The mission statement of the Internet Archive throughout its 22 years has been simple: “universal access to all knowledge.” Doing that in the Web-era means deploying a small army of bots, of course, and Graham notes the Internet Archive constantly has software crawling for content. Roughly 7,000 simultaneous processes reach across the Web to snag 1.5 billion things per week. Some things like the Google or The New York Times home pages may get looked at many times in a day; other stuff may be less frequent.
That working-on-it cache includes things like ephemeral media like Snapchat or public Telegram groups, and the Wayback Machine maintains on-the-ground contacts in places where some media archives or servers may be at risk (Graham notes partners in Egypt recently, for instance).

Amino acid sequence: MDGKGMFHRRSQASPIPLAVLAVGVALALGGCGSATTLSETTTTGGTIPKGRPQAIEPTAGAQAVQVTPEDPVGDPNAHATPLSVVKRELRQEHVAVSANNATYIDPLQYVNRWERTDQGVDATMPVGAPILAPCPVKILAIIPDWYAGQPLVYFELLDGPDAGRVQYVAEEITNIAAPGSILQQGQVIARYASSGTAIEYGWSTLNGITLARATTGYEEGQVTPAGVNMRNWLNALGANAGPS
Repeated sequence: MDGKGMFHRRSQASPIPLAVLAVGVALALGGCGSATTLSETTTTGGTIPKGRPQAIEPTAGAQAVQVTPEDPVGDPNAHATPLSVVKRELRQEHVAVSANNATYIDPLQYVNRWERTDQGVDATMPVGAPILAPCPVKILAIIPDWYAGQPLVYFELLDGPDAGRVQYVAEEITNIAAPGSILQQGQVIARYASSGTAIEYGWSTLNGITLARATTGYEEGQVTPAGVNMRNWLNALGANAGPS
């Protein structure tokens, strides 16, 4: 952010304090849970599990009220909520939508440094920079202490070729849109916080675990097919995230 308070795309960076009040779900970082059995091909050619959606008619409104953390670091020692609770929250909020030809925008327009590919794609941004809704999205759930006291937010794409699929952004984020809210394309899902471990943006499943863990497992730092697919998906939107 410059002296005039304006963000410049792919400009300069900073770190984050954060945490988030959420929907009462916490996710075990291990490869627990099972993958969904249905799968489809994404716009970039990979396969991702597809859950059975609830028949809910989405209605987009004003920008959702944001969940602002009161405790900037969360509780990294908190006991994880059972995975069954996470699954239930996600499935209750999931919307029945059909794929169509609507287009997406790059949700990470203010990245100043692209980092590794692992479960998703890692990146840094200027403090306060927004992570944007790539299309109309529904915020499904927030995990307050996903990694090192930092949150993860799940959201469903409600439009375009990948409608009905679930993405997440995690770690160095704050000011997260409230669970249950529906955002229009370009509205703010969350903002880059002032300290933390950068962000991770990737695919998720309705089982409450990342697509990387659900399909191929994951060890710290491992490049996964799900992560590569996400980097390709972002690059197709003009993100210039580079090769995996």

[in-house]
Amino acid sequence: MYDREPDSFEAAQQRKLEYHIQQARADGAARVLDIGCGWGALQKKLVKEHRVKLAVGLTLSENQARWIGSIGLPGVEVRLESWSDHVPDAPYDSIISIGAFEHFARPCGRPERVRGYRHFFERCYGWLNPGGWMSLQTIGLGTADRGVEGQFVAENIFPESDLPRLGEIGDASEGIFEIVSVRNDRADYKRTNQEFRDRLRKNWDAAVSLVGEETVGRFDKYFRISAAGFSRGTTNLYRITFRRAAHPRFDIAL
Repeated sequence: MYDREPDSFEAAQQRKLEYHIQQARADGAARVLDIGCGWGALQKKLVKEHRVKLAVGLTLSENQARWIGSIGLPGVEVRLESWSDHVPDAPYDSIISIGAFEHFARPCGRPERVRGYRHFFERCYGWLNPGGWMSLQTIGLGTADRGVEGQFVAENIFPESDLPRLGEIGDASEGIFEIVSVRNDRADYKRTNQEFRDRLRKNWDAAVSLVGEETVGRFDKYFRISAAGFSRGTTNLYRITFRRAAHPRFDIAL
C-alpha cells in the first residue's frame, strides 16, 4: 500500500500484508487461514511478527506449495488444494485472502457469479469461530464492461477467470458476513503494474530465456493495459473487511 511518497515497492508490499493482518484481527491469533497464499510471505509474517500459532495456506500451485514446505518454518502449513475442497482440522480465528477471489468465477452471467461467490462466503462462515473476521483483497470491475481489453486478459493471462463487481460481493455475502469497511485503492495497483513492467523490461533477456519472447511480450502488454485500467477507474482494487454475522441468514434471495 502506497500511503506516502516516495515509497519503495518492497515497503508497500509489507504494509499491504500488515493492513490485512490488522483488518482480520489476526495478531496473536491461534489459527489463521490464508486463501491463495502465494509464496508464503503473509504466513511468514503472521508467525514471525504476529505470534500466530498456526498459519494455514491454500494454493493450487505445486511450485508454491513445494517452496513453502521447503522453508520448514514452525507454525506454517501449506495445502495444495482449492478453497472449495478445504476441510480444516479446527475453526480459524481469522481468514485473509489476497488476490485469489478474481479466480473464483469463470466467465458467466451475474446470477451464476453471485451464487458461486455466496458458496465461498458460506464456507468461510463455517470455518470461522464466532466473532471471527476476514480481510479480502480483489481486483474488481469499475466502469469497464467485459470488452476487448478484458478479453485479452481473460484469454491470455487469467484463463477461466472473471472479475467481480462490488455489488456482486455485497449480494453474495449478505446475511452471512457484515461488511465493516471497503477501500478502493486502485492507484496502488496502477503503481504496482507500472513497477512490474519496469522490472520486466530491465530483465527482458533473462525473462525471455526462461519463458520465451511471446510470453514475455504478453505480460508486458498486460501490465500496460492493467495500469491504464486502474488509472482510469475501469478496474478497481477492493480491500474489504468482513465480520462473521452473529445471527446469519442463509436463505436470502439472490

The upshot of all this is that the Wayback Machine has evolved into something with far more utility than simply amusing trips to LiveJournals of yore. Ars has used it numerous times, for everything from catching changes in Comcast’s net neutrality pledge to seeing how Defense Distributed’s organizational description evolved. And Graham points to a recent 2018 controversywhen President Trump tweeted that Google didn’t promote the State of the Union on its homepage (as it had done in the past). Before Google responded, the company reached out to the Internet Archive with a simple question—have a copy?
“I love Google, but their job isn’t to make copies of the homepage every 10 minutes,” Graham says. “Ours is.”